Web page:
Functionally separated networks for self-paced and externally-cued motor execution in Parkinson's disease: Evidence from deep brain recordings in humans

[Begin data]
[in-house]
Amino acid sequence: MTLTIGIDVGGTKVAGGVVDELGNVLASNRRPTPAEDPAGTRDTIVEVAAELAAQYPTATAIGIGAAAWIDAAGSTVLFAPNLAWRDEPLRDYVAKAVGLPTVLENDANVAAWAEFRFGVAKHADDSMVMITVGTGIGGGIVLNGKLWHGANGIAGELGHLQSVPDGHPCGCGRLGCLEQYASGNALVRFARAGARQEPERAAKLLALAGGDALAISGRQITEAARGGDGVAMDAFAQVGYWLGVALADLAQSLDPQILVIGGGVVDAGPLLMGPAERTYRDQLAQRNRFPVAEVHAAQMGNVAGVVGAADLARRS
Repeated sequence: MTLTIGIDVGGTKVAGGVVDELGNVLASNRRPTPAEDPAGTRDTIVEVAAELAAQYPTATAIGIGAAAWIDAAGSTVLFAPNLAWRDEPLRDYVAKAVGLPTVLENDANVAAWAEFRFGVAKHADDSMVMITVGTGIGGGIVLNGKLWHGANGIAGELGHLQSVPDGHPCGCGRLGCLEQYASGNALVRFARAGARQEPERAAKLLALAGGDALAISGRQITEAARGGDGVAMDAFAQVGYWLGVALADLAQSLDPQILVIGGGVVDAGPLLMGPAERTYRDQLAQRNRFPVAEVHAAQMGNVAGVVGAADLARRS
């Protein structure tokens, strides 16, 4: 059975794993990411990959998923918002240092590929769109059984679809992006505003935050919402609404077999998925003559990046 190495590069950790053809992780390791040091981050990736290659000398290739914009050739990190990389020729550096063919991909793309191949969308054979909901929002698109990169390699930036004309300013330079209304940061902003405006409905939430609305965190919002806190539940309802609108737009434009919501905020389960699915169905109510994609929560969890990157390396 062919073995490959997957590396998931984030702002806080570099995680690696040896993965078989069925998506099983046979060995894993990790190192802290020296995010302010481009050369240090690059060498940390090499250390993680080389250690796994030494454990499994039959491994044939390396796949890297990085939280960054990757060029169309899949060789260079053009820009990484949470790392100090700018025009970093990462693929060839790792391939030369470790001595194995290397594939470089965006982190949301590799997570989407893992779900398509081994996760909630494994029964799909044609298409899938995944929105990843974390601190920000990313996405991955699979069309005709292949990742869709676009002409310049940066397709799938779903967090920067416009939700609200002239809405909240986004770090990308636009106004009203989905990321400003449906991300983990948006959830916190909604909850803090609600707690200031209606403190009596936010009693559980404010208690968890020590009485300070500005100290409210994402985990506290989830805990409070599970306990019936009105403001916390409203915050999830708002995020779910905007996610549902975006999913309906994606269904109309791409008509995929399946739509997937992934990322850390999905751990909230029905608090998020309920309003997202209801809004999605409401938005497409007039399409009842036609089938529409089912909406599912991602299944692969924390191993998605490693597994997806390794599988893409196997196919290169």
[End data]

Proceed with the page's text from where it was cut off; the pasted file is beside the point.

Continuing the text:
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Spatially segregated cortico-basal ganglia networks have been proposed for the control of goal-directed and habitual behavior. In Parkinson's disease, selective loss of dopaminergic neurons regulating sensorimotor (habitual) behavior might therefore predominantly cause deficits in habitual motor control, whereas control of goal-directed movement is relatively preserved. Following this hypothesis, we examined the electrophysiology of cortico-basal ganglia networks in Parkinson patients emulating habitual and goal-directed motor control during self-paced and externally-cued finger tapping, respectively, while simultaneously recording local field potentials in the subthalamic nucleus (STN) and surface EEG. Only externally-cued movements induced a pro-kinetic event-related beta-desynchronization, whereas beta-oscillations were continuously suppressed during self-paced movements. Connectivity analysis revealed higher synchronicity (phase-locking value) between the STN and central electrodes during self-paced and higher STN to frontal phase-locking during externally-cued movements. Our data provide direct electrophysiological support for the existence of functionally segregated cortico-basal ganglia networks controlling motor behavior in Parkinson patients, and corroborate the assumption of Parkinson patients being shifted from habitual towards goal-directed behavior.

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